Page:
Wheelchair basketball (WCB) is an adapted sport that continues to increase in popularity across the world, especially among youth players. The evaluation of youth WCB performance measures are necessary to determine baseline skill level, identify elite level players, and track athlete skill progression. Sport specific tests measure areas of sport performance, such as agility, shooting accuracy, muscular power, and speed. On the other hand, anthropometric measures can also provide indicators of potential success.
PURPOSE: To determine the relationship between wingspan (WS) and WCB sport performance measures in youth players.
METHODS: A total of 16 youth WCB players (age = 14.1 ± 2.2 yrs, height = 159.5 ± 72.0 cm) participated in the study. The sport performance measurements included maximal pass, sprinting with and without a basketball, agility T-test, spot-shot, and pick-up test. Prior to completing two trials of each test, all tests were demonstrated, and a familiarization trial was completed. Descriptive statistics were calculated for WS and the sport performance measurements. Pearson’s product-moment correlation coefficient (r) was used to evaluate the relationships between WS and sport performance measurements. Alpha level of 0.05, 2-sided was set a priori as a significance level.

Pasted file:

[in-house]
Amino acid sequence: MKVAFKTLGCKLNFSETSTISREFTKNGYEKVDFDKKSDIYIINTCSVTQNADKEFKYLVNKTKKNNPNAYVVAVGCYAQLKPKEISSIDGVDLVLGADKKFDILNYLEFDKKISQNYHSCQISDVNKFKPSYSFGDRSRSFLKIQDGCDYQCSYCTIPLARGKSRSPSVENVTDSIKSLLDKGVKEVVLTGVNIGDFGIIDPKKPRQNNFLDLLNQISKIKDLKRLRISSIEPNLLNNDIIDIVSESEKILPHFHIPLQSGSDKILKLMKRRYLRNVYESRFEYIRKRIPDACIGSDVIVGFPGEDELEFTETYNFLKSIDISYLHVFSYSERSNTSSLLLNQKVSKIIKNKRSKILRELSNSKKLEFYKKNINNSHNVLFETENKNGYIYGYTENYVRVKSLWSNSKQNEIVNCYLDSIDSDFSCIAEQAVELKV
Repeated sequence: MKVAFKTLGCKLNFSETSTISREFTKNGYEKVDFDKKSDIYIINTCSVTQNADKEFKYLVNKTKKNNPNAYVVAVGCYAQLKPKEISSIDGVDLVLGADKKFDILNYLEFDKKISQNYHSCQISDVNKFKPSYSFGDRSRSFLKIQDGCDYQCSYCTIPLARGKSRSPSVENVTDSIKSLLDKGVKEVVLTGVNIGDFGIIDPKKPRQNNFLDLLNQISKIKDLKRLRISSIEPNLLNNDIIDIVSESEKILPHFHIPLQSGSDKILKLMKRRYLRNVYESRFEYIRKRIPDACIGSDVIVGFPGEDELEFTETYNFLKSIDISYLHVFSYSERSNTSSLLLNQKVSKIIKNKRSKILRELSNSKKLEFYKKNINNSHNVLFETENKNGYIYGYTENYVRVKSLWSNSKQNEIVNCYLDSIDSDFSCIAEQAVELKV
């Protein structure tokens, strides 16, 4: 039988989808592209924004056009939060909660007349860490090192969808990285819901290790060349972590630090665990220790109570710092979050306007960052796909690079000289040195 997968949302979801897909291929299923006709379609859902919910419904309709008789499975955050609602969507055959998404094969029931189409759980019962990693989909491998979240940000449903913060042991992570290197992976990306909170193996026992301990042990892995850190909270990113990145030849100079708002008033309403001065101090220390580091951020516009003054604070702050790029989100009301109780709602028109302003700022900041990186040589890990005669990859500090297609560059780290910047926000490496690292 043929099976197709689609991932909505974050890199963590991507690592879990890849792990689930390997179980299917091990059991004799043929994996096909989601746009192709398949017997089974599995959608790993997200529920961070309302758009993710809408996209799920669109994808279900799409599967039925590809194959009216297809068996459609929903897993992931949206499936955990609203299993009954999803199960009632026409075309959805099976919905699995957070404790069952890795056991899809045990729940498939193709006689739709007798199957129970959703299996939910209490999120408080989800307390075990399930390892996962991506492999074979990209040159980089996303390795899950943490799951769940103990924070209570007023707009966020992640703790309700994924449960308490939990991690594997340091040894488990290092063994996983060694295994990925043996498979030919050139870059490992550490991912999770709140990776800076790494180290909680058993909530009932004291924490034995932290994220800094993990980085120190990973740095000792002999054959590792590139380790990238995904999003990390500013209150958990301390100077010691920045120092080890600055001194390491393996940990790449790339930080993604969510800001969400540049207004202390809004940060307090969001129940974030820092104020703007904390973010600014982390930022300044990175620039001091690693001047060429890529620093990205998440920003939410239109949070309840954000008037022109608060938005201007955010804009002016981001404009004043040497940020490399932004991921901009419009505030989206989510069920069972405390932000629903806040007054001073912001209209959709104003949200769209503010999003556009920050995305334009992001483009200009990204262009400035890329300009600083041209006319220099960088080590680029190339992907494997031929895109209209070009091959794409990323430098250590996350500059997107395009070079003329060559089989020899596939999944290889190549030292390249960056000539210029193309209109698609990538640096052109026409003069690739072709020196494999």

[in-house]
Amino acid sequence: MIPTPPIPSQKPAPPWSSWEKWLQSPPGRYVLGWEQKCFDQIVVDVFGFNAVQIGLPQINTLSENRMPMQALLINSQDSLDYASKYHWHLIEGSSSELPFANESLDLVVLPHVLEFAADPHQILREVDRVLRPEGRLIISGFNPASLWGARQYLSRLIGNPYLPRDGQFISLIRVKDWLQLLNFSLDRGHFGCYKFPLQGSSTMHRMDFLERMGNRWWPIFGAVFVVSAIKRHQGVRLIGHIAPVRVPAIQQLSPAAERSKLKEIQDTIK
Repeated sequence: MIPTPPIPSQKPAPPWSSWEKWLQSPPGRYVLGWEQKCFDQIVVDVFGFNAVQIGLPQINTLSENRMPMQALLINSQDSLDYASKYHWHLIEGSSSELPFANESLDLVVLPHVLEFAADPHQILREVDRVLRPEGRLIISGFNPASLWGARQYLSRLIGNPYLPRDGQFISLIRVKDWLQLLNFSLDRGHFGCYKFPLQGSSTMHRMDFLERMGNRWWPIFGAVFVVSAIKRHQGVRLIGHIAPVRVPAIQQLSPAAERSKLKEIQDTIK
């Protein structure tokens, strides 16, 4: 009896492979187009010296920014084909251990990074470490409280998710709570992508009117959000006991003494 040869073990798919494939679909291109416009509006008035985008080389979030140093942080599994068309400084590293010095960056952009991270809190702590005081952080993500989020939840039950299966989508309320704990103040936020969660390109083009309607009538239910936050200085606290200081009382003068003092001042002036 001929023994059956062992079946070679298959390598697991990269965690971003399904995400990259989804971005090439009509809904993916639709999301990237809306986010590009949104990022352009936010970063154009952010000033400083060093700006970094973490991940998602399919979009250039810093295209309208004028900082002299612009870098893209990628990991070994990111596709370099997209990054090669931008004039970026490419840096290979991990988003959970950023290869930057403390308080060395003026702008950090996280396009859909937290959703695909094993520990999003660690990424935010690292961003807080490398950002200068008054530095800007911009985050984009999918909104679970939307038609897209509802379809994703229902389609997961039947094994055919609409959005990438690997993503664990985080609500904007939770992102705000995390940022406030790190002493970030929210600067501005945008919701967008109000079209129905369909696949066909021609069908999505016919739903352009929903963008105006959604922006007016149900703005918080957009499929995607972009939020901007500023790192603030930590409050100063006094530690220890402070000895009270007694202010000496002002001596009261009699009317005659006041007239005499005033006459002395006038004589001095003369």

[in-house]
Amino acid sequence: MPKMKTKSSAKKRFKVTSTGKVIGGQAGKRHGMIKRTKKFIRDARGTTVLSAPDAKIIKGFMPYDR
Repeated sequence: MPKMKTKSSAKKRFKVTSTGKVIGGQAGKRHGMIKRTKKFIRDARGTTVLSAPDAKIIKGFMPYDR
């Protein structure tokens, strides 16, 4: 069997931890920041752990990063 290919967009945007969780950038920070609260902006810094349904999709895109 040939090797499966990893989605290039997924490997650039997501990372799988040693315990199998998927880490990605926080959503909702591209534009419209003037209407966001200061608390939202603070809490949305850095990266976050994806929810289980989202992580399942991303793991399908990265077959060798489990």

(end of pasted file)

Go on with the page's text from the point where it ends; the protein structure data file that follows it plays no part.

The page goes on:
RESULTS: Mean WS and sport performance values were as follows: WS 161.56 ± 16.85 cm; maximal pass distance 2.64 ± 1.07 m; sprinting with a basketball 4.11 ± 0.80 s; sprinting without a basketball 3.43 ± 0.44 s; agility T-test 18.88 ± 2.34 s; spot-shot accuracy 24 ± 12 points; and pick-up test 19.27 ± 5.13 s. All sport performance measures were significantly correlated to WS (p < .05). Wingspan values showed a large negative relationship with sprinting with a basketball (r = - 0.654), sprinting without a basketball (r = - 0.538), agility T-test (r = - 0.598), and pick-up test (r = -0.628) values. A strong positive correlation existed between WS and maximal pass distance (r = 0.816), as well as spot-shot accuracy (r = 0.739).
CONCLUSIONS: Participants with larger WS had quicker completion times during sprinting, pick-up, and agility tests, due to the ability to produce more torque during the push phase. Increased WS may be an indicator of better sports performance in youth WCB athletes, and coaches can use WS as a means of evaluating player talent.